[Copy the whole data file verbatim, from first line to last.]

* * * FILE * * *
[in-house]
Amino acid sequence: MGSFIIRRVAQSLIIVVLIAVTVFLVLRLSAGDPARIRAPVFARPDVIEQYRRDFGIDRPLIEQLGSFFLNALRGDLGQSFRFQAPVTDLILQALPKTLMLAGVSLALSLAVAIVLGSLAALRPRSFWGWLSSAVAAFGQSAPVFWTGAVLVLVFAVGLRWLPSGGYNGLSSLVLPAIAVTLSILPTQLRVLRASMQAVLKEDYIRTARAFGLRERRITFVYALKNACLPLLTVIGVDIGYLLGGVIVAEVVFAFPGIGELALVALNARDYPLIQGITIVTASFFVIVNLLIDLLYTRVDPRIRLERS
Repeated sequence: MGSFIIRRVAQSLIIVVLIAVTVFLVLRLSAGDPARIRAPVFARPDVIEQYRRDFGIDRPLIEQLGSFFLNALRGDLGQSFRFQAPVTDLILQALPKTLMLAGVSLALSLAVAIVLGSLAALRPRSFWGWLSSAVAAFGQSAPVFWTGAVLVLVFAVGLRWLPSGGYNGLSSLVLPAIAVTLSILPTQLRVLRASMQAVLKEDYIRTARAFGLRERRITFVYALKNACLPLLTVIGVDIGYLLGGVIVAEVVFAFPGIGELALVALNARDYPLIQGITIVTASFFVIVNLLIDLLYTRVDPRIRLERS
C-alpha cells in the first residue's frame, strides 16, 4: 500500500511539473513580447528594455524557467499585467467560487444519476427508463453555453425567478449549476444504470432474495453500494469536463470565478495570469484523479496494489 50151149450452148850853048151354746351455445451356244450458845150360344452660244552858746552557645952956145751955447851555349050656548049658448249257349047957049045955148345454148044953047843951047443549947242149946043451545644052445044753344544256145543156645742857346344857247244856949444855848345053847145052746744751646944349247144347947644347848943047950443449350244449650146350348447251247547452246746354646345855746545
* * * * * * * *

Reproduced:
[in-house]
Amino acid sequence: MGSFIIRRVAQSLIIVVLIAVTVFLVLRLSAGDPARIRAPVFARPDVIEQYRRDFGIDRPLIEQLGSFFLNALRGDLGQSFRFQAPVTDLILQALPKTLMLAGVSLALSLAVAIVLGSLAALRPRSFWGWLSSAVAAFGQSAPVFWTGAVLVLVFAVGLRWLPSGGYNGLSSLVLPAIAVTLSILPTQLRVLRASMQAVLKEDYIRTARAFGLRERRITFVYALKNACLPLLTVIGVDIGYLLGGVIVAEVVFAFPGIGELALVALNARDYPLIQGITIVTASFFVIVNLLIDLLYTRVDPRIRLERS
Repeated sequence: MGSFIIRRVAQSLIIVVLIAVTVFLVLRLSAGDPARIRAPVFARPDVIEQYRRDFGIDRPLIEQLGSFFLNALRGDLGQSFRFQAPVTDLILQALPKTLMLAGVSLALSLAVAIVLGSLAALRPRSFWGWLSSAVAAFGQSAPVFWTGAVLVLVFAVGLRWLPSGGYNGLSSLVLPAIAVTLSILPTQLRVLRASMQAVLKEDYIRTARAFGLRERRITFVYALKNACLPLLTVIGVDIGYLLGGVIVAEVVFAFPGIGELALVALNARDYPLIQGITIVTASFFVIVNLLIDLLYTRVDPRIRLERS
C-alpha cells in the first residue's frame, strides 16, 4: 500500500511539473513580447528594455524557467499585467467560487444519476427508463453555453425567478449549476444504470432474495453500494469536463470565478495570469484523479496494489 50151149450452148850853048151354746351455445451356244450458845150360344452660244552858746552557645952956145751955447851555349050656548049658448249257349047957049045955148345454148044953047843951047443549947242149946043451545644052445044753344544256145543156645742857346344857247244856949444855848345053847145052746744751646944349247144347947644347848943047950443449350244449650146350348447251247547452246746354646345855746545